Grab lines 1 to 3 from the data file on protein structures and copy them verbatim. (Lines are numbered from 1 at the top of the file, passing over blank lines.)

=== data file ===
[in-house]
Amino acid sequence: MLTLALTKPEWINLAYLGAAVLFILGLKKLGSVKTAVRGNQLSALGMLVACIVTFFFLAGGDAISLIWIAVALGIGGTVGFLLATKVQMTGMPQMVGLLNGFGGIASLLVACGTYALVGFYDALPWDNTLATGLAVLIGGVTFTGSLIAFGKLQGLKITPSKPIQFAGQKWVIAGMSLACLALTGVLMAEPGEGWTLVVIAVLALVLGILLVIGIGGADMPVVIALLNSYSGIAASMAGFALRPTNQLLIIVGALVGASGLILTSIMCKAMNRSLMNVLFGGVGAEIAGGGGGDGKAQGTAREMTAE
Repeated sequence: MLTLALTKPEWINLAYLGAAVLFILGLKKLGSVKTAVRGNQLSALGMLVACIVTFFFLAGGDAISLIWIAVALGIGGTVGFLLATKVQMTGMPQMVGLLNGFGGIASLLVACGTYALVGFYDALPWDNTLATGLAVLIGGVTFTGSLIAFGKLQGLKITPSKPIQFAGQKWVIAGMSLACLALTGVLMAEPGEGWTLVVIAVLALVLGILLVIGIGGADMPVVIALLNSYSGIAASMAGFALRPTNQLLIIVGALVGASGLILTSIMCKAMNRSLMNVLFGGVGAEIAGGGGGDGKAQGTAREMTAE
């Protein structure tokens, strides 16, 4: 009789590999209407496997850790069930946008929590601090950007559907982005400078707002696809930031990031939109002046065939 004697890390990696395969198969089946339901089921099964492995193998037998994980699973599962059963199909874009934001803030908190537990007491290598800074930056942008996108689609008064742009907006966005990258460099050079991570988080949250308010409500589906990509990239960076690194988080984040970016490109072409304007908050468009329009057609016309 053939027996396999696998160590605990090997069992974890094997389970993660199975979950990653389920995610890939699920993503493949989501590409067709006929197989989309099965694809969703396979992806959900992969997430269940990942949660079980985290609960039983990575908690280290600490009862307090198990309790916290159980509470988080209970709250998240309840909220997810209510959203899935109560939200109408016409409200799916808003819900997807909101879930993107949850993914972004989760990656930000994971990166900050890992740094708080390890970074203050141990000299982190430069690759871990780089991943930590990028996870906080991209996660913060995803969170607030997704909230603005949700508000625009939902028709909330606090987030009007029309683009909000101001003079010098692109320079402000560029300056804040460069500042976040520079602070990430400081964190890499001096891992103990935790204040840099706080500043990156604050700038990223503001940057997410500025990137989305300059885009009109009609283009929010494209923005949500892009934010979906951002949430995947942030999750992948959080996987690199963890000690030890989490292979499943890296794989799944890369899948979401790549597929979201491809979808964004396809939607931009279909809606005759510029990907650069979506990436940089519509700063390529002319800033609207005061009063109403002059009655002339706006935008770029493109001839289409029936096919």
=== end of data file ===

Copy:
[in-house]
Amino acid sequence: MLTLALTKPEWINLAYLGAAVLFILGLKKLGSVKTAVRGNQLSALGMLVACIVTFFFLAGGDAISLIWIAVALGIGGTVGFLLATKVQMTGMPQMVGLLNGFGGIASLLVACGTYALVGFYDALPWDNTLATGLAVLIGGVTFTGSLIAFGKLQGLKITPSKPIQFAGQKWVIAGMSLACLALTGVLMAEPGEGWTLVVIAVLALVLGILLVIGIGGADMPVVIALLNSYSGIAASMAGFALRPTNQLLIIVGALVGASGLILTSIMCKAMNRSLMNVLFGGVGAEIAGGGGGDGKAQGTAREMTAE
Repeated sequence: MLTLALTKPEWINLAYLGAAVLFILGLKKLGSVKTAVRGNQLSALGMLVACIVTFFFLAGGDAISLIWIAVALGIGGTVGFLLATKVQMTGMPQMVGLLNGFGGIASLLVACGTYALVGFYDALPWDNTLATGLAVLIGGVTFTGSLIAFGKLQGLKITPSKPIQFAGQKWVIAGMSLACLALTGVLMAEPGEGWTLVVIAVLALVLGILLVIGIGGADMPVVIALLNSYSGIAASMAGFALRPTNQLLIIVGALVGASGLILTSIMCKAMNRSLMNVLFGGVGAEIAGGGGGDGKAQGTAREMTAE